History, they say, is written by the victors, but that's cold comfort to the men and women x-ed out by the editor's pen. For years, science textbooks equated electricity and light with one man, Thomas Edison, while the genius whose pioneering electrical technologies truly power the modern world languished as a minor note in scientific history, sandwiched between Edward Teller and Thales of Miletus.
Before the turn of the 20th century, electricity remained a mere scientific curiosity -- one that many doubted would ever do an honest day's work. Nikola Tesla, arguably more than anyone else, changed that, but his pioneering research in electricity represents only a portion of the scientific and technical innovations that elevated him to science godhood.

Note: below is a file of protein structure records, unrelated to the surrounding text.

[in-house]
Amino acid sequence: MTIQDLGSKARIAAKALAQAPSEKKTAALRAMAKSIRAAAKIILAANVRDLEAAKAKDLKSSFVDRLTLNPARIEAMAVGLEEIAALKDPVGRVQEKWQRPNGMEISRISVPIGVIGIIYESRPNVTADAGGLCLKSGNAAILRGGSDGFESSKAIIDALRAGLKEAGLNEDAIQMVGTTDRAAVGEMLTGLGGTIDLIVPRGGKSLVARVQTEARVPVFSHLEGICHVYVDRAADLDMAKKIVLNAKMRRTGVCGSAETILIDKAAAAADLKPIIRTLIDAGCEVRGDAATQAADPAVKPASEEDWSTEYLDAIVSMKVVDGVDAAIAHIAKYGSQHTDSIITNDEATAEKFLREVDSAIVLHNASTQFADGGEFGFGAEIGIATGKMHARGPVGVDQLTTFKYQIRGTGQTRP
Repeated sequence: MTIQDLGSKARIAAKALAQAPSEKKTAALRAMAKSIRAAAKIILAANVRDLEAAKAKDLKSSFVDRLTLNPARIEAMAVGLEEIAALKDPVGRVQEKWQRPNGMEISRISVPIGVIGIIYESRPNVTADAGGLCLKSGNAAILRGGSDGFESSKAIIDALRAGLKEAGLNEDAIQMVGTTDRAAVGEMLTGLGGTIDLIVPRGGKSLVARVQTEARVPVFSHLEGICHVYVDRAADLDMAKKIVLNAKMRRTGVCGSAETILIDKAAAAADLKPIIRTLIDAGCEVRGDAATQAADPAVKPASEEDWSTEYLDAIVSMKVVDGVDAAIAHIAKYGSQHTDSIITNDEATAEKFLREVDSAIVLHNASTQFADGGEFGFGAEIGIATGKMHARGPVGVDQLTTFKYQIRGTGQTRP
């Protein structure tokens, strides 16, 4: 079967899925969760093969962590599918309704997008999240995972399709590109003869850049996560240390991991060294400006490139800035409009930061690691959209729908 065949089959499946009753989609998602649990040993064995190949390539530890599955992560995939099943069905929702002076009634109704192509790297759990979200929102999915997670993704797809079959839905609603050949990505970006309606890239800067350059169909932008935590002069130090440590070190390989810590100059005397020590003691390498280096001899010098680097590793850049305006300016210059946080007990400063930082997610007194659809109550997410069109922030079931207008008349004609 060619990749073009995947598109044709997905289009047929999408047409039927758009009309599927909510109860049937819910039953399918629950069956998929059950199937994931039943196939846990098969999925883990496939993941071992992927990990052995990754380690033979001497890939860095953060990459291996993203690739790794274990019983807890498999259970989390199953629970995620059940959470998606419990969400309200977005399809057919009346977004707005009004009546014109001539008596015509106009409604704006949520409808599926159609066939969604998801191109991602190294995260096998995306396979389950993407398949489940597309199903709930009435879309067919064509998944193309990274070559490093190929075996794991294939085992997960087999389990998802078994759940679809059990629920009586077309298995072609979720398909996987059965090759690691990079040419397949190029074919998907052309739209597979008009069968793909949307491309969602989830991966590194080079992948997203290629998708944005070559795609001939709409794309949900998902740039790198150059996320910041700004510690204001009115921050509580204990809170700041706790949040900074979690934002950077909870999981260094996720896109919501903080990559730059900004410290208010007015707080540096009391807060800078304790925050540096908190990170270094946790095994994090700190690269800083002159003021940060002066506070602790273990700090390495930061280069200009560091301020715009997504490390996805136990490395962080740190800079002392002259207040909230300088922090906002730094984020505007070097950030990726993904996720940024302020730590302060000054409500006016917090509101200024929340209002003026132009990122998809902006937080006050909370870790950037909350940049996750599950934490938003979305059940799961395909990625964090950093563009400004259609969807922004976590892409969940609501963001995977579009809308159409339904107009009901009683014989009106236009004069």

Tesla not only expanded and revolutionized the work of his predecessors; he also leapfrogged ahead of his contemporaries to the next step, and the next. But, just as it takes more than groundbreaking music to give rise to a rock god, we think it takes more than innovative breakthroughs and amazing machines to make a scientific one. We'd argue that such a figure must also possess intriguing facets -- qualities like eccentricity, vision and the will to suffer for science. Nikola Tesla was such a man.